41. Min-Bias “Associated”Charged Particle Density Rapid rise in the particle density in the “transverse” region as PTmax increases! PTmax > 2.0 GeV/c Transverse Region Transverse Region Ave Min-Bias 0.25 per unit h-f PTmax > 0.5 GeV/c • Shows the data on the Df dependence of the “associated” charged particle density, dNchg/dhdf, for charged particles (pT > 0.5 GeV/c, |h| < 1, not including PTmax) relative to PTmax (rotated to 180o) for “min-bias” eventswith PTmax > 0.5, 1.0, and 2.0 GeV/c. • Shows “jet structure” in “min-bias” collisions (i.e.the “birth” of the leading two jets!). Rick Field – Florida/CDF/CMS

  42. Min-Bias “Associated”Charged Particle Density PY Tune A PTmax > 2.0 GeV/c Transverse Region Transverse Region PTmax > 0.5 GeV/c • Shows the data on the Df dependence of the “associated” charged particle density, dNchg/dhdf, for charged particles (pT > 0.5 GeV/c, |h| < 1, not including PTmax) relative to PTmax (rotated to 180o) for “min-bias” eventswith PTmax > 0.5 GeV/c and PTmax > 2.0 GeV/c compared with PYTHIA Tune A (after CDFSIM). • PYTHIA Tune A predicts a larger correlation than is seen in the “min-bias” data (i.e.Tune A “min-bias” is a bit too “jetty”). Rick Field – Florida/CDF/CMS

  43. Min-Bias “Associated”Charged Particle Density • Shows the “associated” charged particle density in the “toward”, “away” and “transverse” regions as a function of PTmax for charged particles (pT > 0.5 GeV/c, |h| < 1, not including PTmax) for “min-bias” events at 1.96 TeVfrom PYTHIA Tune A (generator level). “Toward” Region ~ factor of 2! “Transverse” “Transverse” • Shows the Df dependence of the “associated” charged particle density, dNchg/dhdf, for charged particles (pT > 0.5 GeV/c, |h| < 1, not including PTmax) relative to PTmax (rotated to 180o) for “min-bias” events at 1.96 TeVwith PTmax > 0.5, 1.0, 2.0, 5.0, and 10.0 GeV/c from PYTHIA Tune A (generator level). Rick Field – Florida/CDF/CMS

  44. “Associated” Charged Particle Density • Shows the Df dependence of the “associated” charged particle density, dNchg/dhdf, for charged particles (pT > 0.5 GeV/c, |h| < 2, not including PTmax) relative to PTmax at 900 GeVwith PTmax > 2.0 GeV/c from PYTHIA Tune DW,Tune DWPro, andTune S320(generator level). PY Tune DW PY Tune DWPro PY Tune S320 Rick Field – Florida/CDF/CMS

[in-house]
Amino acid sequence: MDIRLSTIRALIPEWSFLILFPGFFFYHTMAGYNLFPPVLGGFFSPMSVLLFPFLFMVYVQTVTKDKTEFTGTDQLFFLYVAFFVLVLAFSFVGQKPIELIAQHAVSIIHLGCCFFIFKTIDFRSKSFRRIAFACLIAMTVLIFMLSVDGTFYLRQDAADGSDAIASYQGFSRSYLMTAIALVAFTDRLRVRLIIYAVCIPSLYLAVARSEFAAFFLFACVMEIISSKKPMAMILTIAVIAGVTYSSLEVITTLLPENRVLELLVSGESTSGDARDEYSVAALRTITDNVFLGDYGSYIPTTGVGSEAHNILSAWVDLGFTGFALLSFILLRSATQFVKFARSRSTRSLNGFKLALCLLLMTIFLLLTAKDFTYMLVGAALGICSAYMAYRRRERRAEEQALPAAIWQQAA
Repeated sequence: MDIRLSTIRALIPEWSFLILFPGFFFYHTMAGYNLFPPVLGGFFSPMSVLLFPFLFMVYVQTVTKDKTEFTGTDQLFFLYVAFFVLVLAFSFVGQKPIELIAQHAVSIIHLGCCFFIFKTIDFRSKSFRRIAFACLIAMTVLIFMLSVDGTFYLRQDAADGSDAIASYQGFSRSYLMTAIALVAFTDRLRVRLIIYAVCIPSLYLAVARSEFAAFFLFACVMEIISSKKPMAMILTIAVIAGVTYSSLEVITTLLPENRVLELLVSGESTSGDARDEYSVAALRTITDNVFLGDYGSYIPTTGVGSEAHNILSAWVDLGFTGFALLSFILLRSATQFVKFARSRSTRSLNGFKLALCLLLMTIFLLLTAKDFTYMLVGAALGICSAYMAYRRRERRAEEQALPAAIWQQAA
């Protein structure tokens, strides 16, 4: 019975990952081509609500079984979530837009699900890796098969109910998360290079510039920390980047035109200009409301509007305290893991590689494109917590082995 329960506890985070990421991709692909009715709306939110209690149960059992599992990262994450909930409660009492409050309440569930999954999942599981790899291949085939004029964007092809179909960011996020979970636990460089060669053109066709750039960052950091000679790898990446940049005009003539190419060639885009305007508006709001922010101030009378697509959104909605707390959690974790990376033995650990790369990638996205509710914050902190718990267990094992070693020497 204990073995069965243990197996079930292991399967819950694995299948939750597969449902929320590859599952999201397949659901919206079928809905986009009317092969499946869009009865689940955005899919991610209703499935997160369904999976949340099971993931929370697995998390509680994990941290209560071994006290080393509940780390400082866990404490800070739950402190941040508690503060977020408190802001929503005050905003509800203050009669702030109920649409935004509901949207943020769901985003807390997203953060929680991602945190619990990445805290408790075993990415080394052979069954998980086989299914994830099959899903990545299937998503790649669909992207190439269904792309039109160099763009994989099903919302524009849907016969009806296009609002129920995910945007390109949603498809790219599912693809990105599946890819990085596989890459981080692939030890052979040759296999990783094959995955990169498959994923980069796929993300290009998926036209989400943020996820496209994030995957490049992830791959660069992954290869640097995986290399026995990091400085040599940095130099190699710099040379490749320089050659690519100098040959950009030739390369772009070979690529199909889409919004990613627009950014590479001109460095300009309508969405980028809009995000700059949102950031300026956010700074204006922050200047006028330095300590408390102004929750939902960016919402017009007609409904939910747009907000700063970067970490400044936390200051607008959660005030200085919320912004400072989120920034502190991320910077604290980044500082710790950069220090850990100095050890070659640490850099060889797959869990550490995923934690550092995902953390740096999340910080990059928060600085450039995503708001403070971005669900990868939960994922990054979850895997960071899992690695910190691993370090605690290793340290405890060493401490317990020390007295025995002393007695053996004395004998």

45. Charged Particle Density dN/dhdf • Shows the Df dependence of the “associated” charged particle density, dNchg/dhdf, for charged particles (pT > 0.5 GeV/c, |h| < 2, not including PTmax) relative to PTmax (rotated to 180o) at 900 GeVwith PTmax > 2.0 GeV/c from PYTHIA Tune DW. • Shows the Df dependence of the “overall” and “associated” charged particle density, dNchg/dhdf, for charged particles (pT > 0.5 GeV/c, |h| < 2, including all particles) relative to the leading charged particle jet (Anti-KT, d = 0.5) at 900 GeVwith PTmax > 2.0 GeV/c from PYTHIA Tune DW (generator level). Rick Field – Florida/CDF/CMS

  46. Charged Particle Density dN/dhdf AntiKT d = 0.5 AntiKT d = 0.7 • Shows the Df dependence of the “overall” and “associated” charged particle density, dNchg/dhdf, for charged particles (pT > 0.5 GeV/c, |h| < 2, including all particles) relative to the leading charged particle jet (Anti-KT, d = 0.5) at 900 GeVwith PTmax > 2.0 GeV/c from PYTHIA Tune DW (generator level). Rick Field – Florida/CDF/CMS

  47. Min-Bias “Associated”Charged Particle Density • Shows the “associated” charged particle density in the “transverse” region as a function of PTmax for charged particles (pT > 0.5 GeV/c, |h| < 1, not including PTmax) for “min-bias” events at 0.2 TeV, 0.9 TeV, 1.96 TeV, 7 TeV, 10 TeV, 14 TeVpredicted by PYTHIA Tune DW at the particle level (i.e. generator level). LHC14 LHC10 LHC7 Tevatron 900 GeV RHIC 0.2 TeV → 1.96 TeV (UE increase ~2.7 times) 1.96 TeV → 14 TeV (UE increase ~1.9 times) RHIC LHC Tevatron Linear scale! Rick Field – Florida/CDF/CMS

  48. Min-Bias “Associated”Charged Particle Density • Shows the “associated” charged particle density in the “transverse” region as a function of PTmax for charged particles (pT > 0.5 GeV/c, |h| < 1, not including PTmax) for “min-bias” events at 0.2 TeV, 0.9 TeV, 1.96 TeV, 7 TeV, 10 TeV, 14 TeVpredicted by PYTHIA Tune DW at the particle level (i.e. generator level). LHC14 LHC10 LHC7 Tevatron 900 GeV RHIC 7 TeV → 14 TeV (UE increase ~20%) LHC7 LHC14 Linear on a log plot! Log scale! Rick Field – Florida/CDF/CMS

  49. Lake Louise Winter Institute Extrapolating from the Tevatron to the LHC Rick Field University of Florida Chateau Lake Louise February 2010 Outline of Talk 2 (tomorrow) • The latest “underlying event” studies at CDF for “leading Jet” and Z-boson events. Data corrected to the particle level. CDF Run 2 • Min-Bias and the “underlying event”. • Studying <pT> versus Nchg in “min-bias” collisions and in Drell-Yan. UE&MB@CMS CMS at the LHC • UE studies at 900 GeV from CMS and ATLAS coming soon! • LHC predictions! Rick Field – Florida/CDF/CMS